Earth's first probe to Pluto is beginning its long approach with the icy world
New Horizons will let us see the tiny planet for the first time; it will arrive at Pluto in July
NASA’s New Horizons spacecraft is closing in on Pluto and its five moons. Soon we will see what no one has ever seen before: Crisp, clear pictures of the tiny, icy world.
“The pictures are what we’re all waiting for,” Alan Stern, New Horizons principal investigator, told CNN.
Up until now, the best images of Pluto have been a few pixels shot by the Hubble Space Telescope. The images, released in 2010, took four years and 20 computers operating continuously and simultaneously to produce, according to Marc Buie of the Southwest Research Institute in Boulder, Colorado.
They show what NASA called an “icy and dark molasses-colored, mottled world that is undergoing seasonal changes in its surface color and brightness.”
That’s not a very glamorous description, but NASA said the images confirmed Pluto is a “dynamic world that undergoes dramatic atmospheric changes, not simply a ball of ice and rock.”
New Horizons is aiming its Long-Range Reconnaissance Imager (LORRI) telescope at Pluto to help navigate the final 135 million miles (220 kilometers) of its 3 billion mile journey. Besides LORRI, the space probe is packed with cameras and other instruments. By mid-May, we should get “better than Hubble” photos. We’ll also see Pluto’s five moons: Charon, Nix, Hydra, Kerberos and Styx.
Stern expects new “optical navigation images” to arrive any day now.
“I think of Pluto as a kind of a Christmas present that’s been sitting under the tree” waiting to be unwrapped, Stern said. “I just can’t wait to see what’s there.”
New Horizons was launched on January 19, 2006. It will arrive at Pluto on July 14, 2015. The probe is 27 inches (0.7 meters) tall, 83 inches (2.1 meters) long and 108 inches (2.7 meters) wide. It weighed 1,054 pounds (478 kilograms) at launch.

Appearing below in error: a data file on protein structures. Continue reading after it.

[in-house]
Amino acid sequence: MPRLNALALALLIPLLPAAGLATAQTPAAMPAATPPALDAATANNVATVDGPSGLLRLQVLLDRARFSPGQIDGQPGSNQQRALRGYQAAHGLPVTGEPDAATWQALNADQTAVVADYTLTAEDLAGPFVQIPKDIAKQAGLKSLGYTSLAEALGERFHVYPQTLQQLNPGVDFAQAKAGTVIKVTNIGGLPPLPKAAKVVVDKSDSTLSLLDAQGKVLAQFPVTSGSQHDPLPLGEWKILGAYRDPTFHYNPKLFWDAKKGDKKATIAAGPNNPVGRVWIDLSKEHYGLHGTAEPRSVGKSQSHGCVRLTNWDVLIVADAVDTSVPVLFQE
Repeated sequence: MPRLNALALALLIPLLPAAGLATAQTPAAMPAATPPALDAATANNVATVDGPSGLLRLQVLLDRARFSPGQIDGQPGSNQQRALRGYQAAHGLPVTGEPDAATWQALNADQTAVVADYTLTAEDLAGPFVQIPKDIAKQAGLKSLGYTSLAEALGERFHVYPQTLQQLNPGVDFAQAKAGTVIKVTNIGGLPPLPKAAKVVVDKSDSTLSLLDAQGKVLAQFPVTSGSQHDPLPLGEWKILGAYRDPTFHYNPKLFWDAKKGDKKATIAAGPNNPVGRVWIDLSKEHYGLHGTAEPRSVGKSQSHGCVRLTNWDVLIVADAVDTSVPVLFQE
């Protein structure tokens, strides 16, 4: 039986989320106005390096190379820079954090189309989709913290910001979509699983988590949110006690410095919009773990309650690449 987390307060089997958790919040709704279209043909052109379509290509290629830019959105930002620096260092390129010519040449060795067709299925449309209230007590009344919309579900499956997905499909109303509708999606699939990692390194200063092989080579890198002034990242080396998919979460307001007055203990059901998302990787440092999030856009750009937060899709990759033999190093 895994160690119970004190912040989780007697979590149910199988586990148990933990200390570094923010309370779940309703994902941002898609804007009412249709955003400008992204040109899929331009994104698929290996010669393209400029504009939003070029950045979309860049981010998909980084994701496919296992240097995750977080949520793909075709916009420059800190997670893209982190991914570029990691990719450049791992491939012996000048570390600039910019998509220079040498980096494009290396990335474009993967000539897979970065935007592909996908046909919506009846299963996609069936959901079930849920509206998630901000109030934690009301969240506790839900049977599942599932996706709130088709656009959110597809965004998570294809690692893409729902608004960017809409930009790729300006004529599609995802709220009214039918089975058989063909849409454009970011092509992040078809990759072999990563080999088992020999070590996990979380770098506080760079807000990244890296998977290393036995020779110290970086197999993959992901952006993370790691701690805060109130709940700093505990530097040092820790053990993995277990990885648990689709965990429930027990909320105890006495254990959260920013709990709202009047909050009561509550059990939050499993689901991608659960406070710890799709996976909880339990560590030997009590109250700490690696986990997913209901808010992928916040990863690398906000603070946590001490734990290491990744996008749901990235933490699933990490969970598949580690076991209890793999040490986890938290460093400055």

New Horizons was launched before the big debate started over whether it’s a planet. For the scientists on the New Horizons team, Pluto is very much a planet – just a new kind of planet.
“New Horizons is on a journey to a new class of planets we’ve never seen, in a place we’ve never been before,” says New Horizons Project Scientist Hal Weaver of APL. “For decades, we thought Pluto was this odd little body on the planetary outskirts; now we know it’s really a gateway to an entire region of new worlds in the Kuiper Belt, and New Horizons is going to provide the first close-up look at them.”
– Pluto is classified by NASA as a dwarf planet.
– It has five known moons: Charon, Nix, Hydra, Kerberos and Styx.
– Pluto is about two-thirds the diameter of Earth’s moon.
– It probably has a rocky core surrounded by ice.
– It’s one of a group of objects that orbit beyond Neptune in the Kuiper Belt.
– Pluto is about 20 times as massive than Ceres, the dwarf planet between Mars and Jupiter that will be explored by the Dawn spacecraft on March 6, 2015.
– Pluto has a 248-year-long elliptical orbit around the sun.
– From 1979 to 1999, Pluto was actually closer to the sun than Neptune.
– Pluto was discovered in 1930 by Clyde Tombaugh at the Lowell Observatory in Flagstaff, Arizona.
– It was named by 11-year-old Venetia Burney of Oxford, England.